by clicking the arrows at the side of the page, or by using the toolbar.
by clicking anywhere on the page.
by dragging the page around when zoomed in.
by clicking anywhere on the page when zoomed in.
web sites or send emails by clicking on hyperlinks.
Email this page to a friend
Search this issue
Index - jump to page or section
Archive - view past issues
Housing : March 2009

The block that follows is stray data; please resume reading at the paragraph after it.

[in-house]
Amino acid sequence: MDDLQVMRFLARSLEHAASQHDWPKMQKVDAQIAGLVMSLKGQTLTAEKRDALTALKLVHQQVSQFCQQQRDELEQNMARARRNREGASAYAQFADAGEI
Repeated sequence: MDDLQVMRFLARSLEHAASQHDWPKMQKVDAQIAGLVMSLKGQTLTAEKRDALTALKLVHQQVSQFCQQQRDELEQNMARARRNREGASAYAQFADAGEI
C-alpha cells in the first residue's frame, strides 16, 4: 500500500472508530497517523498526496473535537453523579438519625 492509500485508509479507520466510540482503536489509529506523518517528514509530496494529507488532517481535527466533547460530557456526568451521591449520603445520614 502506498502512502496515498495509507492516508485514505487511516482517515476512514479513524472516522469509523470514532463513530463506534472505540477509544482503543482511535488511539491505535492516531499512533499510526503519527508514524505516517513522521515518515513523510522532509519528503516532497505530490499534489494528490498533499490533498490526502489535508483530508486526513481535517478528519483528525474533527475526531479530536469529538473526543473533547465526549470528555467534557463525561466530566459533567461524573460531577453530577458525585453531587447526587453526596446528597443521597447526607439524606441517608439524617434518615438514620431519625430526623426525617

Emissions Trading Scheme emissions trading where, when and how Australia is a step closer to having a national emissions trading scheme. Kristin Tomkins reports. T he federal government is due to release draft legislation on the emissions trading scheme (ETS) in weeks. While more questions than answers remain as to how the scheme will operate, the government released its White Paper in December, confirming it remains committed to introducing the scheme in 2010. Under the terms of the plan, the government proposes a reduction in greenhouse gas emissions targets of between 5 and 15 per cent below year 2000 levels by 2020. The 15 per cent cut will occur only in the context of an international agreement in which all major economies commit to substantially reducing emissions. A long-term target has also been set to cut greenhouse gas emissions by 60 per cent below 1990 levels by 2050. This is an ambitious target and relies heavily on clean coal technology and other advancements in power generation to be realised. The government proposes a reduction in greenhouse gas emissions targets of between 5 and 15 per cent below year 2000 levels by 2020 The government predicts that the scheme will cover around 75 per cent of Australia’s emissions and involve mandatory obligations for around 1000 entities. It is still unclear how many businesses and households will be indirectly affected. HIA is particularly concerned about the predicted impact higher energy prices and proposed emissions reductions will have on members, particularly building materials manufacturers. Key Facts Start date 1 July 2010 Emissions target • 5 per cent reduction of 2000 levels by 2020 regardless of any international agreement to emissions reductions • 15 per cent reduction of 2000 levels by 2020 if an international agreement on emissions reductions is made Expected permit price $25 per tonne Permit cap $40 per tonne 28 HOUSING MARCH 2009